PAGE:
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Tooth anatomy

Supporting structures

Anatomical landmarks

 Teeth are composed primarily of dentin, with an enamel cap over the
coronal portion and a thin layer of cementum over the root surface.

Radiographic Appearance of Enamel

ENAMEL appears more radio-opaque than other tissues.

It is 90% mineral causes greator attenuation of X-ray photons.

75% mineral content less radiopaque than enamel.
Radiopacity similar to bone.

ENAMELODENTINAL JUNCTION appears as a distinct
interface separating these two structures.
 50%mineral content and it appears as a very thin layer on the root
 It is usually not so apparent radiographically.


 Radiographs sometimes show diffuse radiolucent areas
with ill defined borders present on the mesial or distal
aspects of the teeth in the cervical region.

 These regions appear between the edge of the enamel cap
and the crest of the alveolar ridge.

 Normal configuration of the affected teeth, results in
decreased X-ray absorption in the areas in question.

 Perception of these areas is due to contrast with the
adjacent ,relatively radiopaque enamel and alveolar –

 It should not be confused with root caries which has
similar appearance.

 It is composed of soft tissues so it appears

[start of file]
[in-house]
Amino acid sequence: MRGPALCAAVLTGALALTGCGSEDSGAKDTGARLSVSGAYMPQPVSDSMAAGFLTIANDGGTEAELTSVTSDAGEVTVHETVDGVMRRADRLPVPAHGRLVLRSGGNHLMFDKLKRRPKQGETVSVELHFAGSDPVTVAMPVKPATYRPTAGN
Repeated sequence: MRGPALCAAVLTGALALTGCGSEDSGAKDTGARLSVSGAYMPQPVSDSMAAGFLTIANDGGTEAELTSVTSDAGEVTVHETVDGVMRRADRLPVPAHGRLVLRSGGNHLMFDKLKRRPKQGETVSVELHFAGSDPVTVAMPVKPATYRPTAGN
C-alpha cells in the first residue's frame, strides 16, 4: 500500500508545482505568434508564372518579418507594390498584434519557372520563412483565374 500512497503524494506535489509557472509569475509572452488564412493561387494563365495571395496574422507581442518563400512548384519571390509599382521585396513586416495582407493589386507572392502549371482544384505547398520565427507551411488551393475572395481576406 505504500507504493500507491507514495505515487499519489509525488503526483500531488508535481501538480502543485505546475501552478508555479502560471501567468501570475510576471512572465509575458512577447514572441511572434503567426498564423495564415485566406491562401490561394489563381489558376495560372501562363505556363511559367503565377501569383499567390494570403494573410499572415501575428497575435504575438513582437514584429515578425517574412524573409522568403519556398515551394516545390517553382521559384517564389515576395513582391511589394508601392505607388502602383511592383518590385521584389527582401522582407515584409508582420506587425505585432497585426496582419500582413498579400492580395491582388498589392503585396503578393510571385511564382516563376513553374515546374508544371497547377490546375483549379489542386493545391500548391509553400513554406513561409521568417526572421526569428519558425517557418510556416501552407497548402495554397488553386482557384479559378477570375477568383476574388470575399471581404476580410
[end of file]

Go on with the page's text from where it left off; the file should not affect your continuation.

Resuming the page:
 Pulp chambers and root canals extend from the
interiors of the chamber till the root apices.

 It is seen radiographically also as apical foramen.

 In some cases, it may exit on the side of the canal.

 Lateral canals may end at the apex as a discernible
foramen or may exit at the side of the root.


 The pulp canals of a developing tooth root diverge and walls of the root
taper to a knife edge.

 A radiolucent area is seen surrounding it in the trabecular bone. It is
surrounded by the hyperostotic bone.


 Its radiographic evaluation helps in determining the stage of maturation
of the developing tooth.

Periodontal ligament

Lamina dura

Alveolar crest

Trabecular bone

 It is composed of collagen so appears as a radiolucent space
between the root and lamina dura.

 It is thinner in the middle of the root and slightly wider near
the alveolar crest and the apex ,suggesting that the fulcrum
of the physiologic movements is in the region where PDL is

 It is a thin radiopaque layer of dense bone surrounding the tooth socket.

 Its radiographic appearance is due to attenuation of the X-ray beam as it
passes tangentially through the thickness of the bone.

 It is thicker than the surrounding trabecular bone and thickness increases
with increase in amount of occlusal stress.